Adonis Diaries

Posts Tagged ‘Ain Tourine

Part 2.  “On the wild trails of Mount Lebanon”: heading to town of Asaymout; (Mar. 3, 2010)

Pierre Bared, a middle-aged man, tall, svelte, with graying beard and three children decided to walk alone for 22 days on the wild trails of Mount Lebanon, crossing it from the upper northern town of Kobayat to the southern town of Marje3youn  in June 2008.

Pierre is now heading toward the town of Asaymout, an abandoned Christian village during the civil war because the neighboring villages are all Moslem Sunnis.  Two hours of marching amid squirrels, wood coal makers, and beehives.

There is a coffee shop by the dry river.  The next town is Sfire that has a school and a nearby ruin of a Roman Temple as shown by the guide-book.

Pierre sleeps in an abandoned house. The town of Sir El Donniye is in the valley but Pierre would have to retrace his step if he wished to continue south; thus he skipped this village.

In Douraya he met Halima and Nizar; the rooms are not connected: you have to get out to enter another room.  Water is heated outside and the toilet is Moslem or Turkish style at floor level.

Pierre learns that girls are married by the age of 14.  Pass the age of 18 girls are sent to Beirut for a second chance to get wed.  Nizar is the eldest of 18 offspring from the same mother; the father managed to marry another woman: Nizar has no idea how many half brothers and sisters are around.  Women and girls decline to have photos taken of them.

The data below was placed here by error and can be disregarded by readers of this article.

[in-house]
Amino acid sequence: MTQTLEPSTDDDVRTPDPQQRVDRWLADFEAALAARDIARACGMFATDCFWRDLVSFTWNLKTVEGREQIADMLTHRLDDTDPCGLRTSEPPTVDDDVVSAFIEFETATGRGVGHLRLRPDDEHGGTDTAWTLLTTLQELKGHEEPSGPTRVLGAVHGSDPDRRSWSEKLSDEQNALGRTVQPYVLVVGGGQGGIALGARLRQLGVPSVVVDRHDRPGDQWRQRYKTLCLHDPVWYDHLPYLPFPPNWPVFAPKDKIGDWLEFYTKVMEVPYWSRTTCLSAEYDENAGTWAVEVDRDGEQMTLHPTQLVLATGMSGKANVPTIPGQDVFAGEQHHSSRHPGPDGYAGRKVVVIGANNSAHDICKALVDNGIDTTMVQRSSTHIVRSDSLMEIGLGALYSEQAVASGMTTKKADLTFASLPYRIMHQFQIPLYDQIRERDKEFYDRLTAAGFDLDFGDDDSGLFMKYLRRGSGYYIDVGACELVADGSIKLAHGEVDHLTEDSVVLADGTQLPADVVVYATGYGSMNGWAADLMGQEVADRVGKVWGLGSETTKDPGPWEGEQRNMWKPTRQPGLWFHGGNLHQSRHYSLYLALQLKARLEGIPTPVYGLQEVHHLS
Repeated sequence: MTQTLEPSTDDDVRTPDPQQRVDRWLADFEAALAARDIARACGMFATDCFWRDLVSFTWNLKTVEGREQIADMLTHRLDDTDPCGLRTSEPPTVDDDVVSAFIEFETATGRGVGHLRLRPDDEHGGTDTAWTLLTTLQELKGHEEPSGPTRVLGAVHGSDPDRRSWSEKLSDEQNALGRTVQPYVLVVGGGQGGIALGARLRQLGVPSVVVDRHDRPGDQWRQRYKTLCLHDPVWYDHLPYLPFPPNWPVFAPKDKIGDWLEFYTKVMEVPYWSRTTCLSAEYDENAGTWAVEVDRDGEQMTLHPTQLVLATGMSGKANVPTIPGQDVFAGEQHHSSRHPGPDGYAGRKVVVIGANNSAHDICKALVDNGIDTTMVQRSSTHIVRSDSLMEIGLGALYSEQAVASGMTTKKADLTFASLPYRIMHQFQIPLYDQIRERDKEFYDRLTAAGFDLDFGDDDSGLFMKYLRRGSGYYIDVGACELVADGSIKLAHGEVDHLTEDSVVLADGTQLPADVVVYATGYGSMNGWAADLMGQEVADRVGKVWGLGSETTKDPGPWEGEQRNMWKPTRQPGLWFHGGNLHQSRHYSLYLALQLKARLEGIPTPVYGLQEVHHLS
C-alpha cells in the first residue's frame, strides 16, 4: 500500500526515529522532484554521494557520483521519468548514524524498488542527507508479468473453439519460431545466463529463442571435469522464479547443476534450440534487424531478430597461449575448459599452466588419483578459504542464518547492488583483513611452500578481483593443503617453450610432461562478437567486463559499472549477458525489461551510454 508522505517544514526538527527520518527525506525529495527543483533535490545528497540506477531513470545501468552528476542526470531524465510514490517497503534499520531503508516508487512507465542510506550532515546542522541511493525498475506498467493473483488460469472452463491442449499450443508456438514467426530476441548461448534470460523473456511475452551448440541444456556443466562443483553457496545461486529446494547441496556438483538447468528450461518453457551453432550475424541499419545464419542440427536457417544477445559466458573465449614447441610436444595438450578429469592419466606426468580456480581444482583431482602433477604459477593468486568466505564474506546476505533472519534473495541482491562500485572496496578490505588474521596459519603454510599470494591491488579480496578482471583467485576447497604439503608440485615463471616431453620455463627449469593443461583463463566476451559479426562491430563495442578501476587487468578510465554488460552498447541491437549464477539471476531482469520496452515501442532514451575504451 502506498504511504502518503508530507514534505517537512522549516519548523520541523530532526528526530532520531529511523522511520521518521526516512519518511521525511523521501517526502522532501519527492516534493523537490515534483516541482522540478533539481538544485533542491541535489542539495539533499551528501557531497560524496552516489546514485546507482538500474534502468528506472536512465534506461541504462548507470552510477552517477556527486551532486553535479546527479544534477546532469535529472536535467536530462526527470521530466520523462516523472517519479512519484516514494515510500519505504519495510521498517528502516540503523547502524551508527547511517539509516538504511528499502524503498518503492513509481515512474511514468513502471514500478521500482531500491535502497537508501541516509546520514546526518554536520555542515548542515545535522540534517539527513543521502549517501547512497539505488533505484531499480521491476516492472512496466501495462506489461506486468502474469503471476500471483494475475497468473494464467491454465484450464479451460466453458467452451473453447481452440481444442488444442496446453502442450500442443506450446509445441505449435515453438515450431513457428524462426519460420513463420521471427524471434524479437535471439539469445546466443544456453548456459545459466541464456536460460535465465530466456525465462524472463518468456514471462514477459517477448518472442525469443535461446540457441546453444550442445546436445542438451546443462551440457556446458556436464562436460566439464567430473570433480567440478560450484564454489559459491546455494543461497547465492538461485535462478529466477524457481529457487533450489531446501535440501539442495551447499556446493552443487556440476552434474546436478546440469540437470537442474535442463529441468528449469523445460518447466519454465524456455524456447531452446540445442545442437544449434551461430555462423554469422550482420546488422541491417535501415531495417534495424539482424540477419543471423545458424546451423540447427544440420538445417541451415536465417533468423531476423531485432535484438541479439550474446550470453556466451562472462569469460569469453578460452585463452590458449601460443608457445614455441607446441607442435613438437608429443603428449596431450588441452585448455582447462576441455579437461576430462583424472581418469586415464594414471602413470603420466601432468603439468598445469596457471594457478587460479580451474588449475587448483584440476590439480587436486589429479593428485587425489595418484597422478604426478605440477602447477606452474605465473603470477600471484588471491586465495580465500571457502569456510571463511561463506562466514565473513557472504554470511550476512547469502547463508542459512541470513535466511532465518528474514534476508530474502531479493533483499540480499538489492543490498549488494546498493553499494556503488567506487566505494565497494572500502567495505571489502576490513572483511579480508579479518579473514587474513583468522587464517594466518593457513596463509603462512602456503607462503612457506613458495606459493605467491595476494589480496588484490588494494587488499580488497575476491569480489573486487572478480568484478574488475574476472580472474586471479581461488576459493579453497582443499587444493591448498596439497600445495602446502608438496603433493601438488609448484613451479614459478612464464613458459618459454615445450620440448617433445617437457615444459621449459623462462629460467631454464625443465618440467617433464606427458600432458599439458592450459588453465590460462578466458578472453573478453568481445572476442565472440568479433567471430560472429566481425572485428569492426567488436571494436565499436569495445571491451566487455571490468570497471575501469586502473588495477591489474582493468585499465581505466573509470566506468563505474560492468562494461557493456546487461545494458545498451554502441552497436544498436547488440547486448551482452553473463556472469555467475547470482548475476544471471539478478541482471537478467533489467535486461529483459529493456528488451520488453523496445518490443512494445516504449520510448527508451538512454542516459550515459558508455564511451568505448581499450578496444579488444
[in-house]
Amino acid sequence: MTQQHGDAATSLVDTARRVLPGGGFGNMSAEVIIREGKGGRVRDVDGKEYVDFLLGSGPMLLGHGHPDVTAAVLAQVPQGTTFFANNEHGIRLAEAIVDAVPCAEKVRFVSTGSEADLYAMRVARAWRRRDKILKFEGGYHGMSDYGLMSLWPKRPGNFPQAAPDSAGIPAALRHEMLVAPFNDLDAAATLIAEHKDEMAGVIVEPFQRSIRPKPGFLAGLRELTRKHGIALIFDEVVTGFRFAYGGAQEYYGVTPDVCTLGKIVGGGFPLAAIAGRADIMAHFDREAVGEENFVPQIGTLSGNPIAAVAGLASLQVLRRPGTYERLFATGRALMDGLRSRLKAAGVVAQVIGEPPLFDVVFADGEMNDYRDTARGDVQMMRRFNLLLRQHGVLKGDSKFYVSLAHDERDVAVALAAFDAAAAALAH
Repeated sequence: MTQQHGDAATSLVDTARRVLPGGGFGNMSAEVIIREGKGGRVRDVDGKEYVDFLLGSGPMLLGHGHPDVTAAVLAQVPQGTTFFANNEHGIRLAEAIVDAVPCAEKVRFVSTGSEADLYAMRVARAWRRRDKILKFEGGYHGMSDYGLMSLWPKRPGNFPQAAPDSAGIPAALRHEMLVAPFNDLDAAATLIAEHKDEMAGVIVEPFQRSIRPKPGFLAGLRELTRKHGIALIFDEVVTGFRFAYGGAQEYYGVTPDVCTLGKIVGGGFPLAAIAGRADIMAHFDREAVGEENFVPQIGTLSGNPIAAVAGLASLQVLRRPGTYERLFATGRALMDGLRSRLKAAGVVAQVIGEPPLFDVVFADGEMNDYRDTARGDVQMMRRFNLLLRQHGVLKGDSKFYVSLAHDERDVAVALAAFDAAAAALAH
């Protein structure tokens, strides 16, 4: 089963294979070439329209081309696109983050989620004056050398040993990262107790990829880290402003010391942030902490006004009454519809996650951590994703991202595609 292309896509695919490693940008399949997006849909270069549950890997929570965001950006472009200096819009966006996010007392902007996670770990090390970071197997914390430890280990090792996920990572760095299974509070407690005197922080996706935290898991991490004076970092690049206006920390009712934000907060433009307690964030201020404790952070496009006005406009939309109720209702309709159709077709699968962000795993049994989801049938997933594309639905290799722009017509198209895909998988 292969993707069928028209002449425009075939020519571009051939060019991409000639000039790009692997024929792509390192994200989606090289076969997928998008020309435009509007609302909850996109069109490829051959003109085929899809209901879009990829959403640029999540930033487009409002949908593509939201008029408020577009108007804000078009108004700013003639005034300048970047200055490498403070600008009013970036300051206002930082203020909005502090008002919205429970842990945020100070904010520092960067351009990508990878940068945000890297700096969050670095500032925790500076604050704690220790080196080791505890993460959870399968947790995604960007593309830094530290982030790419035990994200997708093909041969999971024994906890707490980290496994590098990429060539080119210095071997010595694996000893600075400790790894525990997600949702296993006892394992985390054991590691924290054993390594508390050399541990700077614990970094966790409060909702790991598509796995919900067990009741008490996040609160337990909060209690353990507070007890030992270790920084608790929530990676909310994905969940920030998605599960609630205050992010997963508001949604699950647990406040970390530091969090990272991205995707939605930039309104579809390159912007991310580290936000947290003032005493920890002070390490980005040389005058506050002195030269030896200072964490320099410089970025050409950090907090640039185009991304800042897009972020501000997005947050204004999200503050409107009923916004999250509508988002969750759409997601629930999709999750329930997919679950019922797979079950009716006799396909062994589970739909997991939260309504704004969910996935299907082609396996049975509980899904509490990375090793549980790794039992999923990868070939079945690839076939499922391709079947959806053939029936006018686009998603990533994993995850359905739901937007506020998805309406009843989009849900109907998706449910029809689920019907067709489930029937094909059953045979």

On the fifth day, Pierre let go of the heavy tent and left it at Nizar’s home:  he realized the tent will be of no use in tiny Lebanon where in any day of marching leads to many villages.

Hani, brother of Nizar, is a soldier assigned in south Lebanon; the time to reach his village on his rare vacations then he is about to rejoin his camp.  Hani told Pierre one the running myths in the region “the next small village was evacuated by its inhabitants because the sky rained stones because a church and a mosque were built side by side.”

The next target is the town of Ehden where he has to meet someone for a photo session planting a Cedar tree.  On the way he could vividly see the city of Tripoli on the sea-shore and the three tiny islands.

Pierre crosses the villages of Karm El Mohr and Bchennata on a hill-top. To reach the village of Souaki, Pierre had to cross a rickety bridge over a river. Many passerby warned Pierre that the only way to reach Ehden is by taking the asphalt road; Pierre avoids asphalt roads and he tried different wild trails to no avail: there are villages that cannot be reached unless you take formal roads.

In Ehden, Pierre sleeps at the municipality guest house and plants his tree and eats “mankoushi” before heading to his next target of Kannoubine (The Valley of the ancient Maronite Patriarchs and Saints).  Pierre recharges his cellular phone in Ain Tourine and discusses with a group of youth. It is routine for discussions to start with religion, especially with a stranger.

The purpose is to delimit the confession of the person and locate his origins in order to consider compatibility in mentality.  I tend to agree with Pierre that “Everyone has his religion; it is generally different by many ways from the religion of the group he adheres to”. 

On the trail, Pierre is surprised to see two wild horses. He eats cherries off the trees.  When he reaches Kannoubine the nuns first denied him access to the convent on the ground that doors are locked at 7 pm.

The nuns changed their mind at the pitiful sight of Pierre and let him in; the nuns bring him hot water, iodine, and rough salt to clean his blistered feet.  Then, they bring a platter of food.

Pierre sleeps in the nearby church of Sainte Marine. (To be continued)


adonis49

adonis49

adonis49

September 2021
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